Cuckoo for Coconuts!
Reasons for buying a whole fresh coconut goes beyond the amazing flavor profile and fresh coconut milk; it is the experience of cracking this tough nut. As some of us know those little brown reminders of Jimmy Buffet music and swaying palms can be difficult to break into, but with a little work and know how the result is a fresh ingredient that has a quality better then any processed bagged stuff.
If you are right-handed, cradle the coconut in your left hand, the eyes pointing towards the top of your fingers. Hold the heavy knife or a meat mallet in your right hand. Make a sharp quick blow to the midsection, with the back of the blade or flat side of the mallet.
This should crack the coconut at its natural fault line. If necessary, rap it again by rotating the coconut just a slight turn. Hit just an inch away from the original blow point. Use the sharp blade of the cleaver to pry in half. Pour the milk into a bowl and reserve for later use. Be very careful to crack the coconut enough that prying will end in an open nut, not an open wound.
The end result is 2 neat bowl-shaped pieces. The first time may not produce perfect halves. Don't despair, the aim is to grate the meat. Continue to break the coconut into pieces that can be grated on a box grater. Continue grating until only the brown shell is left and all of the white meat is in a bowl. Small broken pieces can be a great garnish to any plate that lends it self to an island feel. Repeat with the other half (take turns with your friends so you don’t wear your arm out). Discard the shells or be crafty and polish into a bowl (don't ask me how).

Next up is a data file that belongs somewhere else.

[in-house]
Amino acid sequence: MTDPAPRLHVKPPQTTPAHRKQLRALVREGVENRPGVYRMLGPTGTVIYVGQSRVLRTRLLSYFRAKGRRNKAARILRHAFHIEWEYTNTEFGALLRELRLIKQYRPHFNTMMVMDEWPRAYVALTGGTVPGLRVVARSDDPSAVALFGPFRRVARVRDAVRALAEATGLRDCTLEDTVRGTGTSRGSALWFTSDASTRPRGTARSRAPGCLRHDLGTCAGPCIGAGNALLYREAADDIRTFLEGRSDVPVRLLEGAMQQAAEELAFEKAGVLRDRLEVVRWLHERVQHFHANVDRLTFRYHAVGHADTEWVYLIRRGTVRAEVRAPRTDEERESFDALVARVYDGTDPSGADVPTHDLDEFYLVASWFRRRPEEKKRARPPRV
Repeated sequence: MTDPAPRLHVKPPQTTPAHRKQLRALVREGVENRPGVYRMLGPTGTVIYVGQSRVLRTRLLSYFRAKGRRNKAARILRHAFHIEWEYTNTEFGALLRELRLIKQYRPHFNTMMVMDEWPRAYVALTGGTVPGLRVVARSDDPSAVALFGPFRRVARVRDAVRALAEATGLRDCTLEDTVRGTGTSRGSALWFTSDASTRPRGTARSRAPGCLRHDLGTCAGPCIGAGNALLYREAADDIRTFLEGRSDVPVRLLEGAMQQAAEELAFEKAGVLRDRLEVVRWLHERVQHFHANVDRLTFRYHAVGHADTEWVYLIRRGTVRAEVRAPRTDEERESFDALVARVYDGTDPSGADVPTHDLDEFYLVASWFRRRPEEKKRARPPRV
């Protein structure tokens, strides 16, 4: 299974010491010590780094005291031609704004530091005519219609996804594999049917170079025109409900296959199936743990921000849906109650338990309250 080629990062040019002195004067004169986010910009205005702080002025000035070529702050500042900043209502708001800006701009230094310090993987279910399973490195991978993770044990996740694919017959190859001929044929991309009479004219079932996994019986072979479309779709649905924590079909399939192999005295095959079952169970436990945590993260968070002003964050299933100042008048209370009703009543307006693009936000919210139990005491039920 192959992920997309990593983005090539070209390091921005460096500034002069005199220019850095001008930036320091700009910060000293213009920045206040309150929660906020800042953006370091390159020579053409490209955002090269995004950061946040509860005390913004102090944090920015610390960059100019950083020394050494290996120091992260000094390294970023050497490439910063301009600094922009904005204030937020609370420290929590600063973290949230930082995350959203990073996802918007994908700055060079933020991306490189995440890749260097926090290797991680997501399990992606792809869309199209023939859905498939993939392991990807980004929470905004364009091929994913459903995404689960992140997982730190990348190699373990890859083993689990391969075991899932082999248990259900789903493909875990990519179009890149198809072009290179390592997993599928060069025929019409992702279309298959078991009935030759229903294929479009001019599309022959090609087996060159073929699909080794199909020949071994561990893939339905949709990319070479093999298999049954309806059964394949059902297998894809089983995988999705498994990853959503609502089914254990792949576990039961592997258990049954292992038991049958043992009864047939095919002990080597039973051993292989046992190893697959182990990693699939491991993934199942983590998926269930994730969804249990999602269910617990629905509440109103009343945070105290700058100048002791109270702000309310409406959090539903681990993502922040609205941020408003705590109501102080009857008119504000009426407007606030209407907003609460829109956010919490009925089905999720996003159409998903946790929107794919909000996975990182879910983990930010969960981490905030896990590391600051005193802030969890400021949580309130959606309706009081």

Coconut, freshly grated - 1 cup
Peanut Butter- 1/2 cup
Red Chili Powder- 1/2 teaspoon
Curry Powder - ½ teaspoon
Cilantro Leaves – few (about a bunch of leaves with a little amount of stem)
Mustard Seeds- 1 teaspoon
Sesame Oil- 2 tablespoons
Salt- as desired
Add coconut milk to the desired consistency that will work best for your dish; it should be paste like.
Grind all the ingredients (except cilantro leaves, mustard seeds, & oil) together in a food processor or blender, until you get a smooth paste adding the coconut milk for desired smoothness.
Heat oil in a pan, add mustard seeds and cilantro leaves. Stir quickly until leaves wilt down. Turn off heat and then pour the paste into the pan. Mix well & serve warm.
This is a great accompaniment to grilled fish and kabobs. Couple this with a fresh mango coulis to blow the socks of any guest.
Chef LJ Klink, M.A.; C.E.C.; M.C.F.E.
Former Director & Instructor
The Culinary Arts Institute at Richland
Richland Community College